We receive funding from multiple industry sponsors and several branches of HHS, including the Centers for Medicare & Medicaid Services (CMS), NIH, and the Centers for Disease Control and Prevention (CDC).
We also encourage our staff to seek meaningful opportunities within their field, such as participating in patient advisory groups or presenting research to new stakeholders. We pride ourselves on the high level of collaboration across our research teams because we understand the need for peer review and the benefit of skilled researchers learning, sharing, and training with one another.
The strength of our research hinges on this collaborative nature, but also comes with an additional obligation to be open about our COI policies and management plans.
The new FCOI regulations provided an opportunity for our organization to revisit our existing practices and strengthen our efforts to effectively manage any conflict.
Our COI policies go above the HHS requirement that only investigators and key personnel disclose any significant financial interests, sponsored or reimbursed travel expenses, or payments from external organizations above $5,000.
We ask everyone involved with our research to abide by these guidelines and be aware of perceived and actual COIs. Additionally, all employees must complete an annual COI training session and submit a statement identifying any COI.
All honoraria, payments, and significant financial interests related to an individual’s obligations to Arbor Research must be disclosed to our internal compliance group, regardless of amount. Our goal in addressing COI in this manner is not to increase the burden on our collaborators, but rather to promote awareness and encourage open discussions on potential conflicts and the ramifications they may have on our research.
It is our responsibility as a contributor to the scientific community, to promote the highest standards of research conduct. Doing this is best for our organization, our sponsors, the research community, and ultimately, the patients and stakeholders affected by our research.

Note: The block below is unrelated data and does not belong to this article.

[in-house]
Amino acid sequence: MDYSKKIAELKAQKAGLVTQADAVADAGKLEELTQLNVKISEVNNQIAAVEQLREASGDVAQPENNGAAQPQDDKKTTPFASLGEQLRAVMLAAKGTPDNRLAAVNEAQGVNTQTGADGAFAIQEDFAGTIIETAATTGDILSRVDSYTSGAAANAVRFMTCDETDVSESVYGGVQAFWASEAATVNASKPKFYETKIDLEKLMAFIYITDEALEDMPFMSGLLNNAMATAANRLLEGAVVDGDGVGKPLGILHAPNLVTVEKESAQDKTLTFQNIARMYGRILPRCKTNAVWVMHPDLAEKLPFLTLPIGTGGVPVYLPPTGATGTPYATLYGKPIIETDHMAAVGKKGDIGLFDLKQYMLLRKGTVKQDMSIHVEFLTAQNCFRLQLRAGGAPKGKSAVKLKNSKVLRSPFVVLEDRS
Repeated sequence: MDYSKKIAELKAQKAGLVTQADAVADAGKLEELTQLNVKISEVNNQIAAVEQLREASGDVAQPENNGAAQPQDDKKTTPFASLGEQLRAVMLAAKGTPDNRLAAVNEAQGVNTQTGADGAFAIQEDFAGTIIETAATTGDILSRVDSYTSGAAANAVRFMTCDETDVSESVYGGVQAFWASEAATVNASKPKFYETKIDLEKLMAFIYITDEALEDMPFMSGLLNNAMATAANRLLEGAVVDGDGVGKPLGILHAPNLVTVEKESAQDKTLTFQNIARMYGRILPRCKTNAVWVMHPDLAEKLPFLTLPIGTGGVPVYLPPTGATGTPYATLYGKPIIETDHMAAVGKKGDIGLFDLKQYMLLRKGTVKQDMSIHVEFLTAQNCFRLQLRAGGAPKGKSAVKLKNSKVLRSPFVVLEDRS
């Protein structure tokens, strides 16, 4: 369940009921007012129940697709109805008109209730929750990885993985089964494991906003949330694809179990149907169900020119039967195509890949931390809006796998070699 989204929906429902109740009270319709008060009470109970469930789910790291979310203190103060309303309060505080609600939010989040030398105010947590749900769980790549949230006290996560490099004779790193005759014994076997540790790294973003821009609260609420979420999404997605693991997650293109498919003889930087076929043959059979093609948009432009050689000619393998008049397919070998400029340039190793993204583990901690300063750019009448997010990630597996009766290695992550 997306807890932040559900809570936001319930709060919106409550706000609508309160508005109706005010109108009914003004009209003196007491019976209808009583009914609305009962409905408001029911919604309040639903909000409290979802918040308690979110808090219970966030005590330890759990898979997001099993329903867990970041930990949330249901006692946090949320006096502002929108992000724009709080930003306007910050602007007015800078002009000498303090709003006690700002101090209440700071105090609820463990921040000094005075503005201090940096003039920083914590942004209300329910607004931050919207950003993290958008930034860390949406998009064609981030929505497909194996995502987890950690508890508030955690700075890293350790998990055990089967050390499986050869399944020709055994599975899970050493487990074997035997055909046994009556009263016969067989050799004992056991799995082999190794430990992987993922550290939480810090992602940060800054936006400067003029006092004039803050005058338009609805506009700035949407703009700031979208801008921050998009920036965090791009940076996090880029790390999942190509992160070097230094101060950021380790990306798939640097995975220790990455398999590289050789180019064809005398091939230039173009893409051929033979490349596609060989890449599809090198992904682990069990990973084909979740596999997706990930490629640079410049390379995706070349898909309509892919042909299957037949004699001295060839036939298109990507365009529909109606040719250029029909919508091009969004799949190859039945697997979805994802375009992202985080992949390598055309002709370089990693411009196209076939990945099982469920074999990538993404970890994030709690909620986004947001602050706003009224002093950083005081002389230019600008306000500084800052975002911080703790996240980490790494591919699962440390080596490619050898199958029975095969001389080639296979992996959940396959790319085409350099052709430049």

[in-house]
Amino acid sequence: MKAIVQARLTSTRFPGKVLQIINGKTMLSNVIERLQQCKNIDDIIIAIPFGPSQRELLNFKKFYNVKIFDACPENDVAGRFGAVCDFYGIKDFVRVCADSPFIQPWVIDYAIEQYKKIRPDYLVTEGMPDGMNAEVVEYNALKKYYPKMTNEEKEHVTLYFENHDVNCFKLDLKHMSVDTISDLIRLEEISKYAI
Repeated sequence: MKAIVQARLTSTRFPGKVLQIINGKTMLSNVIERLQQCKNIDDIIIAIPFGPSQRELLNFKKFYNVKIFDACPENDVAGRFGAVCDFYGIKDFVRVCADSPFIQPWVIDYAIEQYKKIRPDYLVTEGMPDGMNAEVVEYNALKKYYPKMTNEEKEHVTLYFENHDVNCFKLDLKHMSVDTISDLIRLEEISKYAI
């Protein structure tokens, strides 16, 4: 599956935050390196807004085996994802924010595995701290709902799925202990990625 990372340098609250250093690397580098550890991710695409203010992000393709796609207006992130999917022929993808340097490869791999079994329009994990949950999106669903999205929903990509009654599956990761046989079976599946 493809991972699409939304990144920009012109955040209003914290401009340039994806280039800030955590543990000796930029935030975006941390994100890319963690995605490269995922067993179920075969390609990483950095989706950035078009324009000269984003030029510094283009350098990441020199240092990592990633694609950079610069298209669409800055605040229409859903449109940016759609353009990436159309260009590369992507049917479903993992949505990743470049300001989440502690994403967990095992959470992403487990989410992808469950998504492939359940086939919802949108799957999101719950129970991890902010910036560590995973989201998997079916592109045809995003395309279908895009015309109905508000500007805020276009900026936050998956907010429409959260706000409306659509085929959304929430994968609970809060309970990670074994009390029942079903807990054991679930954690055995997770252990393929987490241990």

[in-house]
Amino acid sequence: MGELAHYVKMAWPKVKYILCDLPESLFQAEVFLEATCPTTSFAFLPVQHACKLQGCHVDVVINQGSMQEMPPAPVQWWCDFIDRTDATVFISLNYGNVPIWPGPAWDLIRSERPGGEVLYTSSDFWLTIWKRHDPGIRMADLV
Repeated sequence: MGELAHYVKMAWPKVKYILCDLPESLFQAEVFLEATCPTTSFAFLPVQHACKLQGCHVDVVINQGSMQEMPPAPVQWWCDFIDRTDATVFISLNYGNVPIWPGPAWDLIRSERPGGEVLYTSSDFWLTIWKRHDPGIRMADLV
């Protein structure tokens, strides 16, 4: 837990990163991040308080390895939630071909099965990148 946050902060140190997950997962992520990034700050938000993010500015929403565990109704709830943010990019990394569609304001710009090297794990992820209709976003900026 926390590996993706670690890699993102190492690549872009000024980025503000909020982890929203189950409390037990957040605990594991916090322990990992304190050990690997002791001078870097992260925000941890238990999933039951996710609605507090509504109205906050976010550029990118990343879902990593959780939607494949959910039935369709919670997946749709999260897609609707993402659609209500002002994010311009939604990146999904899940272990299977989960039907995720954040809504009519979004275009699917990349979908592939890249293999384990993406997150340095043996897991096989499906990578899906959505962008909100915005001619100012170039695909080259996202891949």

Strategic discussions about our funding have always included potential COIs, but the new federal regulations have sparked a larger effort to involve our entire staff and update practices to fit our funding models. We encourage other research organizations to take advantage of these new requirements as an opportunity to formalize COI practices and to promote organizational awareness of this vitally important issue.
Bruce Robinson, MD, MS, FACP, is the vice president of Clinical Research at Arbor Research Collaborative for Health and serves as the organization’s compliance officer. He obtained training in nephrology and an MS in clinical epidemiology at the University of Pennsylvania. Dr. Robinson is the principal investigator of the Dialysis Outcomes and Practice Patterns Study (DOPPS) programs. He is also the co-investigator on the CDC-funded National Kidney Disease Surveillance (NKIDDS) Initiative, and previously served as the co-director for several Centers for Medicare & Medicaid Services-funded projects at Arbor Research.
Francesca Tentori, MD, is a research scientist at Arbor Research Collaborative for Health and completed her nephrology fellowship at the University of Milan. Dr. Tentori’s research interests include outcomes research in chronic diseases and delivery of high quality care in hemodialysis. She is part of the Arbor Research team responsible for defining research priorities in the Dialysis Outcomes and Practice Patterns Study (DOPPS).
Sharon Steig, BA, is the operations coordinator at Arbor Research Collaborative for Health. Ms. Steig oversees the organization’s compliance policies and procedures, including those related to conflict of interest and human subjects